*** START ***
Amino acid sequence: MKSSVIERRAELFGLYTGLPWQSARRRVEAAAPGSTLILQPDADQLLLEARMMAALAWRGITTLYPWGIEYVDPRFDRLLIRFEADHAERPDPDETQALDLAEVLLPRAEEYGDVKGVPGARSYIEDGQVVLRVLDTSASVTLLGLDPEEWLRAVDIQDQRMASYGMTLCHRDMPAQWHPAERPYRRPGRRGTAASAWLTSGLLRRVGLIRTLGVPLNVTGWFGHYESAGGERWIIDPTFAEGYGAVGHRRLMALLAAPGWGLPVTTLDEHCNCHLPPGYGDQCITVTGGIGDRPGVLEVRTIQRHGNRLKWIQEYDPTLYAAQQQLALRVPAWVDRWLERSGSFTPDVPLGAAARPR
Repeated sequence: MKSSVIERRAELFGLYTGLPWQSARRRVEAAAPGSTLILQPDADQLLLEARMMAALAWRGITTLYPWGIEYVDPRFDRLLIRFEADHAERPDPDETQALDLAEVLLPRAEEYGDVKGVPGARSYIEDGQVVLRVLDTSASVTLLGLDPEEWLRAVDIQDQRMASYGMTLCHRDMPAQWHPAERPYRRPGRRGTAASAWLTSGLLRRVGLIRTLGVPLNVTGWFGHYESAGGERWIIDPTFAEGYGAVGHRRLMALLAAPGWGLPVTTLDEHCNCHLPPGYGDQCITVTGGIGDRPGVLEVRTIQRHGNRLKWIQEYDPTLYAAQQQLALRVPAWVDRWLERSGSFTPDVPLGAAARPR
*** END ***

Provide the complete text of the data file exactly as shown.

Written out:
Amino acid sequence: MKSSVIERRAELFGLYTGLPWQSARRRVEAAAPGSTLILQPDADQLLLEARMMAALAWRGITTLYPWGIEYVDPRFDRLLIRFEADHAERPDPDETQALDLAEVLLPRAEEYGDVKGVPGARSYIEDGQVVLRVLDTSASVTLLGLDPEEWLRAVDIQDQRMASYGMTLCHRDMPAQWHPAERPYRRPGRRGTAASAWLTSGLLRRVGLIRTLGVPLNVTGWFGHYESAGGERWIIDPTFAEGYGAVGHRRLMALLAAPGWGLPVTTLDEHCNCHLPPGYGDQCITVTGGIGDRPGVLEVRTIQRHGNRLKWIQEYDPTLYAAQQQLALRVPAWVDRWLERSGSFTPDVPLGAAARPR
Repeated sequence: MKSSVIERRAELFGLYTGLPWQSARRRVEAAAPGSTLILQPDADQLLLEARMMAALAWRGITTLYPWGIEYVDPRFDRLLIRFEADHAERPDPDETQALDLAEVLLPRAEEYGDVKGVPGARSYIEDGQVVLRVLDTSASVTLLGLDPEEWLRAVDIQDQRMASYGMTLCHRDMPAQWHPAERPYRRPGRRGTAASAWLTSGLLRRVGLIRTLGVPLNVTGWFGHYESAGGERWIIDPTFAEGYGAVGHRRLMALLAAPGWGLPVTTLDEHCNCHLPPGYGDQCITVTGGIGDRPGVLEVRTIQRHGNRLKWIQEYDPTLYAAQQQLALRVPAWVDRWLERSGSFTPDVPLGAAARPR